- So, this means that the option holder will be able to purchase the equity share at a higher price on expiry. That would be unprofitable.
- Hence, the value of the call option falls.
Okay, so we know that the price of the equity share can affect the derivative value. But did you know that it can also work the other way around? While it may not always work this way, there may be brief periods when the derivative could influence the stock price. Typically, this happens if derivative traders feel strongly about the near future of the market.
For example, if derivative traders are optimistic about the future, it could result in an increase in the trading volume of derivatives that allow the holder to ‘buy’ securities. This behavior could then influence traders and investors who participate in the spot market. Expecting higher prices in the future, they may engage in more buying activity, thereby driving the share prices up.
Similarly, if derivative traders are not so optimistic about the future, they may cause a rise in the trading volume of ‘sell’ contracts - or derivatives that allow the holder to ‘sell’ securities. This could then influence traders and investors in the spot market, who will expect prices to fall in the future. So, they may start to sell off their holdings instead, thereby driving the share prices down.
Expiration and Option Value
In general, the longer a stock has to expire, the more time it has to reach its strike price and thus the more time value it has.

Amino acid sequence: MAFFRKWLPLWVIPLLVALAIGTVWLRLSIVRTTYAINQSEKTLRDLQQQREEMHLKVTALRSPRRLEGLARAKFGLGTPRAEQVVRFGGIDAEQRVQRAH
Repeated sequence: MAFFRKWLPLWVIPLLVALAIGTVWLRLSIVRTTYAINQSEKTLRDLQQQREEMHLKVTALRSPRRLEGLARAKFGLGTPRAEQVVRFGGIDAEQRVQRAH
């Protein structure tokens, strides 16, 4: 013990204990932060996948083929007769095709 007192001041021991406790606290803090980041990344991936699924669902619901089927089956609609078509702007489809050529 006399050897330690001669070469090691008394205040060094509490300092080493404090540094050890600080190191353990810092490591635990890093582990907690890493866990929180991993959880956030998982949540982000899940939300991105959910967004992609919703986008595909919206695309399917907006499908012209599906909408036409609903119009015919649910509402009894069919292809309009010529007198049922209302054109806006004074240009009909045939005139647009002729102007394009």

There are two types of options, calls and puts. Calls give the holder the right, but not the obligation, to buy a stock if it reaches a certain strike price by the expiration date. Puts give the holder the right, but not the obligation, to sell a stock if it reaches a certain strike price by the expiration date.
This is why the expiration date is so important to options traders. The concept of time is at the heart of what gives options their value. After the put or call expires, time value does not exist. In other words, once the derivative expires the investor does not retain any rights that go along with owning the call or put.
Expiration and Futures Value
Futures are different than options in that even an out of the money futures contract (losing position) holds value after expiry. For example, an oil contract represents barrels of oil. If a trader holds that contract until expiry, it is because they either want to buy (they bought the contract) or sell (they sold the contract) the oil that the contract represents. Therefore, the futures contract does not expire worthless, and the parties involved are liable to each other to fulfill their end of the contract. Those that don't want to be liable to fulfill the contract must roll or close their positions on or before the last trading day.
Futures traders holding the expiring contract must close it on or before expiration, often called the "final trading day," to realize their profit or loss. Alternatively, they can hold the contract and ask their broker to buy/sell the underlying asset that the contract represents. Retail traders don't typically do this, but businesses do. For example, an oil producer using futures contracts to sell oil can choose to sell their tanker. Futures traders can also "roll" their position. This is a closing of their current trade, and an immediate reinstitution of the trade in a contract that is further out from expiry.
Now that you know the answer to - Should you trade on expiry Thursday?, it’s only logical that we move on to the next big topic - What is Muhurat trading?. To discover the answer, head to the next chapter.
A quick recap
- Expiration date for derivatives is the final date on which the derivative is valid. After that time, the contract has expired.
- Depending on the type of derivative, the expiration date can result in different outcomes.
- Option owners can choose to exercise the option (and realize profits or losses) or let it expire worthless.
- Futures contract owners can choose to roll over the contract to a future date or close their position and take delivery of the asset or commodity.